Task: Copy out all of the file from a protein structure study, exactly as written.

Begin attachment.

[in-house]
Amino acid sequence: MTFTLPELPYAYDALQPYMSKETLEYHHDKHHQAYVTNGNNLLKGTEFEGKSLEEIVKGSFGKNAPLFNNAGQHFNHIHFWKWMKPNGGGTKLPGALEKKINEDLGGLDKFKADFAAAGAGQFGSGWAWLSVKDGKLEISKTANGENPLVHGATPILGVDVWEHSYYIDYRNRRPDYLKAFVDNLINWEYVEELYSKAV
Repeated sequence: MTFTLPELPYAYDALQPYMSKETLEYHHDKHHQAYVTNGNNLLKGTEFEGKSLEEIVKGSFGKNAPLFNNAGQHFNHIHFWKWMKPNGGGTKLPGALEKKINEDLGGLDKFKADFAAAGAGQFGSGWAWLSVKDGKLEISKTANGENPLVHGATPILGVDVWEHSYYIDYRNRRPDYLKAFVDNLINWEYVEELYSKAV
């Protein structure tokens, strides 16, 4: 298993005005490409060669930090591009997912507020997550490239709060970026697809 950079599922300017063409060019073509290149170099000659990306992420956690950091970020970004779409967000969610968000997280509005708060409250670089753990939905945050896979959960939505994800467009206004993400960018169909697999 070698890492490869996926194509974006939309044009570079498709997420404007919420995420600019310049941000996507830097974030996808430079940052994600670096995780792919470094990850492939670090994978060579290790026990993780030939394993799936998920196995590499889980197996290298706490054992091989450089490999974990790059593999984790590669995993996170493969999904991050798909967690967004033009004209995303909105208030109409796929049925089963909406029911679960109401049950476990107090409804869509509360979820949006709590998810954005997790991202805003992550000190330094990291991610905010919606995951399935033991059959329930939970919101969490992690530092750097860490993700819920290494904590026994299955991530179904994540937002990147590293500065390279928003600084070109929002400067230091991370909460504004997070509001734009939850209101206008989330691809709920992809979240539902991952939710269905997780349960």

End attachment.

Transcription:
[in-house]
Amino acid sequence: MTFTLPELPYAYDALQPYMSKETLEYHHDKHHQAYVTNGNNLLKGTEFEGKSLEEIVKGSFGKNAPLFNNAGQHFNHIHFWKWMKPNGGGTKLPGALEKKINEDLGGLDKFKADFAAAGAGQFGSGWAWLSVKDGKLEISKTANGENPLVHGATPILGVDVWEHSYYIDYRNRRPDYLKAFVDNLINWEYVEELYSKAV
Repeated sequence: MTFTLPELPYAYDALQPYMSKETLEYHHDKHHQAYVTNGNNLLKGTEFEGKSLEEIVKGSFGKNAPLFNNAGQHFNHIHFWKWMKPNGGGTKLPGALEKKINEDLGGLDKFKADFAAAGAGQFGSGWAWLSVKDGKLEISKTANGENPLVHGATPILGVDVWEHSYYIDYRNRRPDYLKAFVDNLINWEYVEELYSKAV
């Protein structure tokens, strides 16, 4: 298993005005490409060669930090591009997912507020997550490239709060970026697809 950079599922300017063409060019073509290149170099000659990306992420956690950091970020970004779409967000969610968000997280509005708060409250670089753990939905945050896979959960939505994800467009206004993400960018169909697999 070698890492490869996926194509974006939309044009570079498709997420404007919420995420600019310049941000996507830097974030996808430079940052994600670096995780792919470094990850492939670090994978060579290790026990993780030939394993799936998920196995590499889980197996290298706490054992091989450089490999974990790059593999984790590669995993996170493969999904991050798909967690967004033009004209995303909105208030109409796929049925089963909406029911679960109401049950476990107090409804869509509360979820949006709590998810954005997790991202805003992550000190330094990291991610905010919606995951399935033991059959329930939970919101969490992690530092750097860490993700819920290494904590026994299955991530179904994540937002990147590293500065390279928003600084070109929002400067230091991370909460504004997070509001734009939850209101206008989330691809709920992809979240539902991952939710269905997780349960």